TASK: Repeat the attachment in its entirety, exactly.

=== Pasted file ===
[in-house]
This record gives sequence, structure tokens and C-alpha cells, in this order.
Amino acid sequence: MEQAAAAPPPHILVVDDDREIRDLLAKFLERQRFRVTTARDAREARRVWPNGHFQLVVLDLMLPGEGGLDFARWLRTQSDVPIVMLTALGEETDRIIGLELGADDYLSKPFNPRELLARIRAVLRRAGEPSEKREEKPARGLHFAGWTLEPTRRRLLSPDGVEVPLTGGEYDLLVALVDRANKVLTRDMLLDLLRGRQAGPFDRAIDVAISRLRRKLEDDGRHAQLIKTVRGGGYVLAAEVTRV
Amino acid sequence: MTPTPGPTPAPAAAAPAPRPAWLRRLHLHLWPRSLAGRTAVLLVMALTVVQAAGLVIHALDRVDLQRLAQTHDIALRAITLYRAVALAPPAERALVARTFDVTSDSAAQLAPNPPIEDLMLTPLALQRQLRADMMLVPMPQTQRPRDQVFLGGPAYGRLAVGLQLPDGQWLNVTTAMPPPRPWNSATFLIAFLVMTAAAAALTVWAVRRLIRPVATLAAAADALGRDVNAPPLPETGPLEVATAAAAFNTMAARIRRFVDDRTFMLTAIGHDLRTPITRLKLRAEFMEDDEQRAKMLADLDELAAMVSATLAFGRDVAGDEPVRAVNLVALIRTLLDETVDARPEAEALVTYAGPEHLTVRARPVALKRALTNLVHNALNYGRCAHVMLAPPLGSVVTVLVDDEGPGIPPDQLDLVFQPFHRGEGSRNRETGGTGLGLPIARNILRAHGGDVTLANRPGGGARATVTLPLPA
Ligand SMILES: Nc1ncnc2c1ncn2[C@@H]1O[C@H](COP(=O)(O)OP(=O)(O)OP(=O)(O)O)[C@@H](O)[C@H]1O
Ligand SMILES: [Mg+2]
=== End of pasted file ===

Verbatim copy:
[in-house]
This record gives sequence, structure tokens and C-alpha cells, in this order.
Amino acid sequence: MEQAAAAPPPHILVVDDDREIRDLLAKFLERQRFRVTTARDAREARRVWPNGHFQLVVLDLMLPGEGGLDFARWLRTQSDVPIVMLTALGEETDRIIGLELGADDYLSKPFNPRELLARIRAVLRRAGEPSEKREEKPARGLHFAGWTLEPTRRRLLSPDGVEVPLTGGEYDLLVALVDRANKVLTRDMLLDLLRGRQAGPFDRAIDVAISRLRRKLEDDGRHAQLIKTVRGGGYVLAAEVTRV
Amino acid sequence: MTPTPGPTPAPAAAAPAPRPAWLRRLHLHLWPRSLAGRTAVLLVMALTVVQAAGLVIHALDRVDLQRLAQTHDIALRAITLYRAVALAPPAERALVARTFDVTSDSAAQLAPNPPIEDLMLTPLALQRQLRADMMLVPMPQTQRPRDQVFLGGPAYGRLAVGLQLPDGQWLNVTTAMPPPRPWNSATFLIAFLVMTAAAAALTVWAVRRLIRPVATLAAAADALGRDVNAPPLPETGPLEVATAAAAFNTMAARIRRFVDDRTFMLTAIGHDLRTPITRLKLRAEFMEDDEQRAKMLADLDELAAMVSATLAFGRDVAGDEPVRAVNLVALIRTLLDETVDARPEAEALVTYAGPEHLTVRARPVALKRALTNLVHNALNYGRCAHVMLAPPLGSVVTVLVDDEGPGIPPDQLDLVFQPFHRGEGSRNRETGGTGLGLPIARNILRAHGGDVTLANRPGGGARATVTLPLPA
Ligand SMILES: Nc1ncnc2c1ncn2[C@@H]1O[C@H](COP(=O)(O)OP(=O)(O)OP(=O)(O)O)[C@@H](O)[C@H]1O
Ligand SMILES: [Mg+2]